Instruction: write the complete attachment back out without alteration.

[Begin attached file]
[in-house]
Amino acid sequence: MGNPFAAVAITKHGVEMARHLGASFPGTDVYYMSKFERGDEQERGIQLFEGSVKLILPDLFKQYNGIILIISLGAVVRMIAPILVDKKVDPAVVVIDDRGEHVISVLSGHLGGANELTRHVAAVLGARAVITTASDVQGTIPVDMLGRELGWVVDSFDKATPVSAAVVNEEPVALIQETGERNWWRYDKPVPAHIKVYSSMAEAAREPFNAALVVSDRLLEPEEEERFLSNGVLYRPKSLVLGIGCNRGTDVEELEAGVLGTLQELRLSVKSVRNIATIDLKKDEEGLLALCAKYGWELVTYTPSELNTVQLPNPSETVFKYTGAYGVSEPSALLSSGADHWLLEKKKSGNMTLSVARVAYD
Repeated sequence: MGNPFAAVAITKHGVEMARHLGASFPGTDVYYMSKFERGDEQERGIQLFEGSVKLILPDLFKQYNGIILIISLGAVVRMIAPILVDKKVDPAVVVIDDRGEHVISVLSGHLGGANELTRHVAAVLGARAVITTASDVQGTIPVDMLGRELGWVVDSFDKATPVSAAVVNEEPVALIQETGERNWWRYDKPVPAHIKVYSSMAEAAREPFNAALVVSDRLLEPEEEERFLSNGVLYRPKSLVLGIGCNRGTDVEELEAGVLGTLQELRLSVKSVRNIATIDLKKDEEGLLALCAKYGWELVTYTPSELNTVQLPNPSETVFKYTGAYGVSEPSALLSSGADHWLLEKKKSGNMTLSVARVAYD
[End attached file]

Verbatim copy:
[in-house]
Amino acid sequence: MGNPFAAVAITKHGVEMARHLGASFPGTDVYYMSKFERGDEQERGIQLFEGSVKLILPDLFKQYNGIILIISLGAVVRMIAPILVDKKVDPAVVVIDDRGEHVISVLSGHLGGANELTRHVAAVLGARAVITTASDVQGTIPVDMLGRELGWVVDSFDKATPVSAAVVNEEPVALIQETGERNWWRYDKPVPAHIKVYSSMAEAAREPFNAALVVSDRLLEPEEEERFLSNGVLYRPKSLVLGIGCNRGTDVEELEAGVLGTLQELRLSVKSVRNIATIDLKKDEEGLLALCAKYGWELVTYTPSELNTVQLPNPSETVFKYTGAYGVSEPSALLSSGADHWLLEKKKSGNMTLSVARVAYD
Repeated sequence: MGNPFAAVAITKHGVEMARHLGASFPGTDVYYMSKFERGDEQERGIQLFEGSVKLILPDLFKQYNGIILIISLGAVVRMIAPILVDKKVDPAVVVIDDRGEHVISVLSGHLGGANELTRHVAAVLGARAVITTASDVQGTIPVDMLGRELGWVVDSFDKATPVSAAVVNEEPVALIQETGERNWWRYDKPVPAHIKVYSSMAEAAREPFNAALVVSDRLLEPEEEERFLSNGVLYRPKSLVLGIGCNRGTDVEELEAGVLGTLQELRLSVKSVRNIATIDLKKDEEGLLALCAKYGWELVTYTPSELNTVQLPNPSETVFKYTGAYGVSEPSALLSSGADHWLLEKKKSGNMTLSVARVAYD